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Jansen Recycling catches big ‘fish’ full of toxics

A Russian submarine held in port at Amsterdam in the Netherlands for 18 years is finally to be scrapped. It will not be an easy task as the 90-metre long vessel contains asbestos and Chrome-6, an extremely heavy toxic.

The Foxtrot has been at the front of the NDSM shipyard in Amsterdam since 2002. The ship is in poor condition and will be removed under so-called ‘administrative pressure’.

Job for experts

The project is led by Struijk Demolition. The venture is supported by waste management major Renewi, Earthworks, Jansen Recycling Group and Purified Metal Company (PMC), an expert in recycling asbestos-containing steel, and several other specialised companies. They were awarded the contract through a European tendering procedure.

Dismantled and cleaned

The submarine will first be shipped to Jansen Recycling in Vlaardigen, Port of Rotterdam. Jansen has the expertise, experience and equipment to dismantle ships and oil platforms. The next step is to transport the Chrome-6 and steel scrap containing asbestos to Delfzijl, in the north of the Netherlands, where it will be cleaned in PMC’s specialised facility. During this process, the asbestos disintegrates into harmless components while the Chrome-6 is removed. The steel is sent to steel smelters for reuse.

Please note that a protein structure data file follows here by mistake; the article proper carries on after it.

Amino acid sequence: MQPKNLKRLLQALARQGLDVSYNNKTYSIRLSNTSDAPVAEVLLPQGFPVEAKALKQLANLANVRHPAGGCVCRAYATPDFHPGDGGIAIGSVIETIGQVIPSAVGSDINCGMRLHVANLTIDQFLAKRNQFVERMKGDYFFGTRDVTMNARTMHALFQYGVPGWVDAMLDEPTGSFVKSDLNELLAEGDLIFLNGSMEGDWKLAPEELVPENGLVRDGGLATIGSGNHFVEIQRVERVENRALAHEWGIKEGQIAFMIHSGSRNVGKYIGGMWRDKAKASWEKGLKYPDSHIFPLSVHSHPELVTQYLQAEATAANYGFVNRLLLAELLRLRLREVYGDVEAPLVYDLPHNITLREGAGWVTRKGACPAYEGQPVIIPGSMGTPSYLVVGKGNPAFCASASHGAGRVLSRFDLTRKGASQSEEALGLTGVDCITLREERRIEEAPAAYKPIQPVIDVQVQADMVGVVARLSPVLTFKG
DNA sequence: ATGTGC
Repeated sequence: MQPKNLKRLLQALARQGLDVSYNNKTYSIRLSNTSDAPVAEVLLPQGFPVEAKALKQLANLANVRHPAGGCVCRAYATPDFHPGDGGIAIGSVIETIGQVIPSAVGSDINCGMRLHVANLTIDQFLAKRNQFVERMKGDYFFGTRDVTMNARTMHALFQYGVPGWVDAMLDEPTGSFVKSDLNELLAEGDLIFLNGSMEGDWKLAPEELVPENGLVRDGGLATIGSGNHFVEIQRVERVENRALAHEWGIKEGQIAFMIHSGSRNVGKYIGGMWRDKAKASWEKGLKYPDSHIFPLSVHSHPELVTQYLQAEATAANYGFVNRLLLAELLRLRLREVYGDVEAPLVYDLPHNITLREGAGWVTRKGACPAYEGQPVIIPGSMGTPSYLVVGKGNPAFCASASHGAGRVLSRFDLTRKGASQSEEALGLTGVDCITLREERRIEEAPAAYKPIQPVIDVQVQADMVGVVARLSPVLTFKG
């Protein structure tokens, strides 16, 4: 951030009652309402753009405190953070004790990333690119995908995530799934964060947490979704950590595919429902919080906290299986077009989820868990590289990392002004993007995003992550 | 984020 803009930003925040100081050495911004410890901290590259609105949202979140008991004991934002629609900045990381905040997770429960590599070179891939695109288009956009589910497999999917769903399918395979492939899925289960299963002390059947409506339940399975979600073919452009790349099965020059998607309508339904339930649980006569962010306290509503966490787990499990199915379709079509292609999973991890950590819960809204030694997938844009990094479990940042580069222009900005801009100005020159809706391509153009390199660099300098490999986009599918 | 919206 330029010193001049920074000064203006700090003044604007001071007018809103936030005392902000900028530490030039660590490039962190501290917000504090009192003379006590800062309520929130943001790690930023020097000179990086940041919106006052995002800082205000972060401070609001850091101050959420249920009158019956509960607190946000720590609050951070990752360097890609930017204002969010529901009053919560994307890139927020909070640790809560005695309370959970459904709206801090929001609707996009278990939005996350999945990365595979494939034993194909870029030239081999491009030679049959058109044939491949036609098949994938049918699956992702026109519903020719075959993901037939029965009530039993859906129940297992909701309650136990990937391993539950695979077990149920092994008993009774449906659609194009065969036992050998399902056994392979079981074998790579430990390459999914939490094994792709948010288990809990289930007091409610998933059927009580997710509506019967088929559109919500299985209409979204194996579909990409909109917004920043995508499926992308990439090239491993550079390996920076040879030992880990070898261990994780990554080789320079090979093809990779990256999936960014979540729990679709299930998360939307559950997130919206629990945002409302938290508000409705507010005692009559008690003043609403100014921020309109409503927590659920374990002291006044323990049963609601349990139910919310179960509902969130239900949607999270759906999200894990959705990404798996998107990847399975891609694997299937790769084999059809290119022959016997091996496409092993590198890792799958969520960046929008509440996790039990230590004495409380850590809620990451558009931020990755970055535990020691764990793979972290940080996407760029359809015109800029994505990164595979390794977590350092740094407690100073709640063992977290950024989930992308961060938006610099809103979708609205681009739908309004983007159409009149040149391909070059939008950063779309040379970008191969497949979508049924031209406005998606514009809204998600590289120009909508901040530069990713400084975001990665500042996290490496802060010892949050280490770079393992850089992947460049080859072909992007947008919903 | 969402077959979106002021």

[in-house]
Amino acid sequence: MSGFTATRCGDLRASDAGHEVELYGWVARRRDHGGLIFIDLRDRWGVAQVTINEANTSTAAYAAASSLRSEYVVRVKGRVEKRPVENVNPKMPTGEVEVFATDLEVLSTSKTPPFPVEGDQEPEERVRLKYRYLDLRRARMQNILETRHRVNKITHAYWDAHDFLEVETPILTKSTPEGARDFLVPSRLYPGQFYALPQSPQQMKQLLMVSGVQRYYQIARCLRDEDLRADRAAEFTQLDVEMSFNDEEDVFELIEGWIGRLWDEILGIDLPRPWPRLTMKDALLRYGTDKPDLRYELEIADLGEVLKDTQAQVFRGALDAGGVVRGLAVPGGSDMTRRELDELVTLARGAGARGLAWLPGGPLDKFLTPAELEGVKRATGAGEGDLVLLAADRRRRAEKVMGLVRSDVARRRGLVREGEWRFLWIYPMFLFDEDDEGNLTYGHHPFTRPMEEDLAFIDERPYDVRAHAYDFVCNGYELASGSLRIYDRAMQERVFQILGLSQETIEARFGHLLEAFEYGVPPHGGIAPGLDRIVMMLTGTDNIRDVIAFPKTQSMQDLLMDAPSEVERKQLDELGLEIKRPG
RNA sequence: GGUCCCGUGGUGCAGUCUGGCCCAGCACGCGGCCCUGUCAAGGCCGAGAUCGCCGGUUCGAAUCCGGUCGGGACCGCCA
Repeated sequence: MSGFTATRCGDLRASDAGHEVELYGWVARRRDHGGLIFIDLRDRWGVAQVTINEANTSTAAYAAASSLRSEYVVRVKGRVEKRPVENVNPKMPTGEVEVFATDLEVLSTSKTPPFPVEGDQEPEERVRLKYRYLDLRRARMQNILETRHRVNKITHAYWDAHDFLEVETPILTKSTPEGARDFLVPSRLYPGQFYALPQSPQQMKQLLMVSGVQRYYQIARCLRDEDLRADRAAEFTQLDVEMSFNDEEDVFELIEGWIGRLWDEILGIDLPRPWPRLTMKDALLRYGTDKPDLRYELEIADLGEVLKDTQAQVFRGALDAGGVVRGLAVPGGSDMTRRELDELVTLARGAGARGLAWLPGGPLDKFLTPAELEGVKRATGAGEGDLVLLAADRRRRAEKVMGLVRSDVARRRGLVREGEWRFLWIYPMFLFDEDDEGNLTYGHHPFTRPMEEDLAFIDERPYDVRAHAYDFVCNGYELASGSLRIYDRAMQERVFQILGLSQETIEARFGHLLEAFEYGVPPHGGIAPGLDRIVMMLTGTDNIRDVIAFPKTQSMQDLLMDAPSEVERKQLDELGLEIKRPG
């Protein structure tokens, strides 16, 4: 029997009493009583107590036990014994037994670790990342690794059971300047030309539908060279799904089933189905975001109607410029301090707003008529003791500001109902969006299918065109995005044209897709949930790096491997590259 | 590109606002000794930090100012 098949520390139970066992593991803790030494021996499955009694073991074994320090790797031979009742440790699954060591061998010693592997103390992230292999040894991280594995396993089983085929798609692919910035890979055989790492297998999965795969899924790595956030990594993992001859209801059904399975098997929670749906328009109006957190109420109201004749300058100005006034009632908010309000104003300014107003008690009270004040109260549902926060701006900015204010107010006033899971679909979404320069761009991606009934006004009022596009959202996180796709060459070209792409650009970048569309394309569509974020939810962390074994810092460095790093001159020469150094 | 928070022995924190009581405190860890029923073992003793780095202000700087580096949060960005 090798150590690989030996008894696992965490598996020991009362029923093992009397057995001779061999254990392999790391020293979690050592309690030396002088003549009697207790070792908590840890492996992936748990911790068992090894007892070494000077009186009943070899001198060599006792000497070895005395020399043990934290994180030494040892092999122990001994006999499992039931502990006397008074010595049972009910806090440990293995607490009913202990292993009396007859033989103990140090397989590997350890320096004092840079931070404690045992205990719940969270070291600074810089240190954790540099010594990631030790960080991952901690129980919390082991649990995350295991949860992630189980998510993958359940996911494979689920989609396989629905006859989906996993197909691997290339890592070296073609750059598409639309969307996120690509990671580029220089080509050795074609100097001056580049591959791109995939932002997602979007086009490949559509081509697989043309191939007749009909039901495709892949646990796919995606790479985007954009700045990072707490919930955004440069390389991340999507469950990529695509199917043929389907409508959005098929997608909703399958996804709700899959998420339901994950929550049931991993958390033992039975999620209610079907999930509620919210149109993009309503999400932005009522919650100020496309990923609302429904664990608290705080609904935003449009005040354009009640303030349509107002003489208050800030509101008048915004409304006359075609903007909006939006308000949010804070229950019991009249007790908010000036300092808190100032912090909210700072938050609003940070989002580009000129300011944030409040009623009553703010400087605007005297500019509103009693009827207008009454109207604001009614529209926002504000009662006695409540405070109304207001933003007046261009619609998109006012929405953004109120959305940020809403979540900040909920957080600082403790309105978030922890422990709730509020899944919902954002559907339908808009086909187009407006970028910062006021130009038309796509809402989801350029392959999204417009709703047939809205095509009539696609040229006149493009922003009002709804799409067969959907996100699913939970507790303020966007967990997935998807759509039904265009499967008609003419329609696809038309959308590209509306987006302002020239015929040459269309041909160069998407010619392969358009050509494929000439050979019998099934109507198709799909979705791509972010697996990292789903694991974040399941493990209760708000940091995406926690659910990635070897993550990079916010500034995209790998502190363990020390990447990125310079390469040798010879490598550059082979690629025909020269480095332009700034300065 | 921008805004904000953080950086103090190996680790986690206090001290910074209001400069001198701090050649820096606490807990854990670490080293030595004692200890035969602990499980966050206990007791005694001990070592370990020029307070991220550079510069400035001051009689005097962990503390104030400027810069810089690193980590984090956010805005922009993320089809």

A first for PMC

The Foxtrot is one of the first major demolition projects where contaminated scrap will be processed in PMC’s own facility, which is expected to be operational by July 2020.

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